Nunatsiaq Online
COMMENTARY: Nunavut July 31, 2017 - 1:10 pm

Responsibility to consult Indigenous peoples still rests with Crown: lawyer

"Let’s take the path of reconciliation," writes Nader Hasan

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Toronto lawyer and Clyde River counsel Nader Hasan speaks to an Ottawa press conference July 26 following the release of a Supreme Court of Canada judgment quashing a seismic testing proposal in waters east of Baffin Island. Hasan says the ruling should not be misinterpreted to mean that the duty to consult Indigenous peoples lies with the National Energy Board;that responsibility remains with the Crown, he said. (PHOTO BY JIM BELL)
Toronto lawyer and Clyde River counsel Nader Hasan speaks to an Ottawa press conference July 26 following the release of a Supreme Court of Canada judgment quashing a seismic testing proposal in waters east of Baffin Island. Hasan says the ruling should not be misinterpreted to mean that the duty to consult Indigenous peoples lies with the National Energy Board;that responsibility remains with the Crown, he said. (PHOTO BY JIM BELL)

NADER HASAN

On July 26, the Supreme Court of Canada delivered two landmark rulings on the Crown’s duty to consult and accommodate Indigenous peoples.

Commentators around the country are asking what these decisions mean for government, industry and Indigenous groups. Many have heralded the Clyde River decision as a victory for Indigenous rights.

By contrast, some have read the decisions as industry-friendly and argue that they offer a “blueprint” on how to push pipelines and other projects through the National Energy Board or other regulatory agencies.

Ultimately, it will be up to the courts to determine how these rulings apply to future cases, but it is important to understand what the rulings did and did not say.

It would be dangerous and unhelpful if government and industry interpreted these rulings to mean the NEB process is good enough—as some outlets have suggested. Blind reliance on the NEB’s process is why the government was on the losing end of the Clyde River case.

It would also be wrong to suggest that the NEB alone can discharge the duty to consult Indigenous peoples. That duty continues to rest with the Crown.

What the Supreme Court held is that the Crown “may rely on steps taken by a regulatory agency,” but the “ultimate responsibility” for ensuring that consultation is adequate always rests with the Crown. And where the regulatory process being relied upon does not achieve adequate consultation or accommodation, the Crown “must take further measures to meet its duty.”

Practically speaking, this means the government must carefully scrutinize each and every regulatory process and determine what it can rely on and what else it needs to do to discharge its duty-to-consult obligations.

If, for example, the NEB is already holding an evidentiary hearing into the environmental impact of a proposed project on fish stocks, then the Crown need not conduct a separate evidentiary hearing into the same issue. It can rely on that part of the NEB process.

But consultation and accommodation may require more than an evidentiary hearing, particularly where the potential impact on Indigenous peoples’ rights is severe. Consultation may require negotiation on a nation-to-nation level. It may require that Indigenous groups be afforded not only the right to participate in the process but also a say in the design of the process. Tribunals such as the NEB can assist the Crown in discharging certain parts of consultation. Other aspects will require direct engagement from the Crown.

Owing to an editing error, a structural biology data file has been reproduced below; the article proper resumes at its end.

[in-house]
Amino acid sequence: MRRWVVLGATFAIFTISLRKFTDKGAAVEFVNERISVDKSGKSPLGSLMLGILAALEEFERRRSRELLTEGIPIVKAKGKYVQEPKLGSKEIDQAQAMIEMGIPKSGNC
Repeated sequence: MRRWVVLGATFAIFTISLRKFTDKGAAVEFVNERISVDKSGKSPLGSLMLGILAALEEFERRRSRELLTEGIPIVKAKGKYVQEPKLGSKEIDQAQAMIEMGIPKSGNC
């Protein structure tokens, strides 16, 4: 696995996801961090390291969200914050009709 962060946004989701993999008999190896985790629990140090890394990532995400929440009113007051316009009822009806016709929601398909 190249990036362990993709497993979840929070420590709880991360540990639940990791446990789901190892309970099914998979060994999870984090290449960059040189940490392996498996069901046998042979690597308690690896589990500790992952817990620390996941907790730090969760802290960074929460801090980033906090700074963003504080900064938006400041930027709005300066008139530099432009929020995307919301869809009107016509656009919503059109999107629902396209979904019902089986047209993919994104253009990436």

Finally, and perhaps most importantly, we must appreciate the limits of a court ruling—even a ruling from the highest court in the land. Courts do not tell governments what they ought to do as a matter of best practice and policy. The Constitution operates as a floor—not as a ceiling—and courts will intervene if government conduct falls below the minimum threshold that the Constitution requires. That is what happened in the Clyde River case.

But Canada should not be satisfied with doing the bare minimum. Canada should strive to be better. You don’t achieve reconciliation by doing the bare minimum. This may be what the Supreme Court meant when it said that “[t]rue reconciliation is rarely, if ever, achieved in courtrooms.”

Reconciliation will require respecting international law and Canada’s international commitments. Prime Minister Justin Trudeau should finally put his money where his mouth is and introduce legislation to implement the United Nations Declaration on the Rights of Indigenous Peoples, including the doctrine of free, prior and informed consent.

Consent is not a “veto.” It is an acknowledgment that for Indigenous peoples’ rights to be meaningful, they must entail corollary obligations on government. Consent will not be required in every case, but where the impact on Indigenous rights is substantial, nothing short of consent will respect those rights or achieve reconciliation.

The Trudeau government can choose to treat these Supreme Court decisions as a blueprint for helping industry through the regulatory process. Or it can embrace the spirit of these decisions, which urge the government to pursue a path of reconciliation with Canada’s Indigenous peoples.

We stand at a fork in the road of Canadian history. Let’s take the path of reconciliation. For real this time.

Toronto lawyer Nader Hasan is a partner at Stockwoods LLP and represented Clyde River at the Supreme Court of Canada. This column first appeared in the Globe and Mail. 

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